Erholung vor Reform

LONDON – Die Finanzkrise, die 2007 begann, hat die Weltwirtschaft in zwei Jahren um sechs Prozent schrumpfen lassen und die Arbeitslosenquote verdoppelt. Die unmittelbare Ursache war räuberische Kreditvergabe, die Menschen sind also verständlicherweise ärgerlich und wollen, dass Köpfe und Prämien rollen – ein Gefühl, dem die aktuellen weltweiten Proteste gegen „Wall Street“ Ausdruck verleihen.

Die Banken sind jedoch nicht nur Teil des Problems, sie sind auch ein wesentlicher Teil der Lösung. Dieselben Institutionen, die die Krise verursacht haben, müssen bei ihrer Bewältigung helfen, indem sie wieder Kredite vergeben. Bei nachlassender globaler Nachfrage muss die Priorität auf der Erholung liegen, ohne das Ziel der Reform aus den Augen zu verlieren – eine schwierige politische Aufgabe.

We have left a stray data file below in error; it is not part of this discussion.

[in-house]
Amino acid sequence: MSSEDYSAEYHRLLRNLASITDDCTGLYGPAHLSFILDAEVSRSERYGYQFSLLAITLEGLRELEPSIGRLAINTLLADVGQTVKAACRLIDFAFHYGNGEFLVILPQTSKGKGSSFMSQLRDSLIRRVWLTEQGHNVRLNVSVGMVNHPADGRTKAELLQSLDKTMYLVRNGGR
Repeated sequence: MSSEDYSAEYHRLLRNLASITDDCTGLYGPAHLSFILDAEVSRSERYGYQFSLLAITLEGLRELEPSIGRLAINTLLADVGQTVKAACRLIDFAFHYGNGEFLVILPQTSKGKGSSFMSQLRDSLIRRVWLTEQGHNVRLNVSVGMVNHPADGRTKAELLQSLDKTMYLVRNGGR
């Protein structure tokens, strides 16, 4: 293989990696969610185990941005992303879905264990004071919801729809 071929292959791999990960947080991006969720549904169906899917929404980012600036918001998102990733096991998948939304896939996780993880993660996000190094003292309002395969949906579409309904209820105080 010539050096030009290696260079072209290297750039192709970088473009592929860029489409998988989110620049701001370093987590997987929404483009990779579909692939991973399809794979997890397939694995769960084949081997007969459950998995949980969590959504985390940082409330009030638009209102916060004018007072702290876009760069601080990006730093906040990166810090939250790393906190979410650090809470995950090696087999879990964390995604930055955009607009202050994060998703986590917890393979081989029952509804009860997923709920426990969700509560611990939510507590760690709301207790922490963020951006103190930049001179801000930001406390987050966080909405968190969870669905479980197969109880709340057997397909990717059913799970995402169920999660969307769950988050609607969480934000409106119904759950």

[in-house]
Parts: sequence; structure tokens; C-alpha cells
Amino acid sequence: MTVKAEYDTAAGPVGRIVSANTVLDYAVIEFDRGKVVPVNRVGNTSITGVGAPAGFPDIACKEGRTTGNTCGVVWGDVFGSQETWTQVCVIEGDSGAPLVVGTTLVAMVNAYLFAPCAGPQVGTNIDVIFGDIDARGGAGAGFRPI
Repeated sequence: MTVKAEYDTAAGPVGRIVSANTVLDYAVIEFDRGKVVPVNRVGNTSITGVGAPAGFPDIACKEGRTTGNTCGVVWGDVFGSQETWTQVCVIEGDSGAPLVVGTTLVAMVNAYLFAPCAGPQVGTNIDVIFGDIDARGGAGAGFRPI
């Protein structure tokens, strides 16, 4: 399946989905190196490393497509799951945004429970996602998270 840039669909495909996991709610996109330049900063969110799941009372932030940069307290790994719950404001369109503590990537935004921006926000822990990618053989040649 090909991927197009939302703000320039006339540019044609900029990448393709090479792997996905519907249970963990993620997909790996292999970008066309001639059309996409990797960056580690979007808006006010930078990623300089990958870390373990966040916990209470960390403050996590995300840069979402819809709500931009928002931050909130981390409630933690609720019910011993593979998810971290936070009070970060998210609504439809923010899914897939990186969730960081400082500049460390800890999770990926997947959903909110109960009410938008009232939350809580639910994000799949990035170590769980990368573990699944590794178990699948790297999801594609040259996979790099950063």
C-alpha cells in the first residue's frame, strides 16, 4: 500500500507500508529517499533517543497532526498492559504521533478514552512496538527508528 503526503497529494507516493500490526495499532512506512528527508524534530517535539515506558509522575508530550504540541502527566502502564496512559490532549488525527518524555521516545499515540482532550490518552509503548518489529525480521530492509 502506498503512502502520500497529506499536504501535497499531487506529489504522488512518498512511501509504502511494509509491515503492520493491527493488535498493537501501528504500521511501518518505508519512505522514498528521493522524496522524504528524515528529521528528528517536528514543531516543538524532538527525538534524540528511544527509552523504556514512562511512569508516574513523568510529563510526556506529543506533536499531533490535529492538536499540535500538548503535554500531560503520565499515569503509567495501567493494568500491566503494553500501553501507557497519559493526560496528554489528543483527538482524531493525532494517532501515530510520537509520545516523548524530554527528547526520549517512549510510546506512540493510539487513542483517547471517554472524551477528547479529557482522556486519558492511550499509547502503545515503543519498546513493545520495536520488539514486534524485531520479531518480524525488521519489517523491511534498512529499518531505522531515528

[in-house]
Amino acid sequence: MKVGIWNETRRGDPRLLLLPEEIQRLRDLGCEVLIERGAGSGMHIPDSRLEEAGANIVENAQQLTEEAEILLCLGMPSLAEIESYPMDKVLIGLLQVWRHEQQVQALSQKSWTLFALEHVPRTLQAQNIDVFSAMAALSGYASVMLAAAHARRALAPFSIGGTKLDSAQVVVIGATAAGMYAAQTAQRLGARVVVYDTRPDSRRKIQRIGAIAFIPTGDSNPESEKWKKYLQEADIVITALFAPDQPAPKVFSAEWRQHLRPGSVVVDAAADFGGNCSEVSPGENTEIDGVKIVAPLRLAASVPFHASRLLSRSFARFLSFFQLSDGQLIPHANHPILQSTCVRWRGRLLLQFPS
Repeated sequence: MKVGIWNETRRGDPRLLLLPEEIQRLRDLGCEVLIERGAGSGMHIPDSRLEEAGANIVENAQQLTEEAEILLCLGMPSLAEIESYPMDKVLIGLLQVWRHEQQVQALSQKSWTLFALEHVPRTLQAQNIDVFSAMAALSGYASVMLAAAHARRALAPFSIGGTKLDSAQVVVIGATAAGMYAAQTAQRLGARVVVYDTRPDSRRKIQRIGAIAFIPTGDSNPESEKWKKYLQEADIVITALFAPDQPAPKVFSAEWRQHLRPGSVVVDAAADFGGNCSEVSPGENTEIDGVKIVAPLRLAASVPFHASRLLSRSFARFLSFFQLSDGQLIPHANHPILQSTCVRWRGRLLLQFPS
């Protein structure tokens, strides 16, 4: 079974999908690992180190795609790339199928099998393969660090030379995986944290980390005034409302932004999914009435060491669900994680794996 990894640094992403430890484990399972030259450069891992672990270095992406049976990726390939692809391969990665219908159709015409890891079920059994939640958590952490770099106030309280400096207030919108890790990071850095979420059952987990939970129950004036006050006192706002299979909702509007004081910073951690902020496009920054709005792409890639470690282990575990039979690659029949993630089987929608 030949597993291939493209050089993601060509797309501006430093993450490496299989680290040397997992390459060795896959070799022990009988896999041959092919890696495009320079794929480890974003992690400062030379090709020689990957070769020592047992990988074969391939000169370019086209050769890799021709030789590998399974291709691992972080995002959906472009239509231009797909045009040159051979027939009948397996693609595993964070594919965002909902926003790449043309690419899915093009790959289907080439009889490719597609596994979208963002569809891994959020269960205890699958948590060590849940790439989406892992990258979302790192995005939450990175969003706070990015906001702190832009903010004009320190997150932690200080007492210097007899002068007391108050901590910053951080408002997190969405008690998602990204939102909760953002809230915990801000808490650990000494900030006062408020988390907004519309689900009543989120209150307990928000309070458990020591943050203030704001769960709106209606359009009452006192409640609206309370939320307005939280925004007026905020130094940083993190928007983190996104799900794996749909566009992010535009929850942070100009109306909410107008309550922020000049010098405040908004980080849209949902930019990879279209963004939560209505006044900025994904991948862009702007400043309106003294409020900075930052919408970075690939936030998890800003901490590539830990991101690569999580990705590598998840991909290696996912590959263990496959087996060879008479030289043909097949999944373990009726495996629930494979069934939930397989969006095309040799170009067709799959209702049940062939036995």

Die Maxime für die Reform ist die Notwendigkeit, die Branche der Finanzdienstleistungen neu zu regulieren. Kurz vor der Krise haben Experten laut verkündet, dass „effiziente“ Finanzmärkte sicher der Eigenregulierung überlassen werden könnten. Als Spiegelung des finanziellen Freibeuter-Zeitgeistes der damals gängig war, erklärte der Internationale Währungsfonds 2006, „die Streuung des Kreditrisikos durch Banken auf eine breitere und vielfältigere Investorengruppe… hat dazu beigetragen, dass das Bankenwesen und das Finanzsystem insgesamt widerstandsfähiger geworden sind…“. Daraus folgt, „dass Geschäftsbanken gegenüber Schocks nicht so anfällig sind.“

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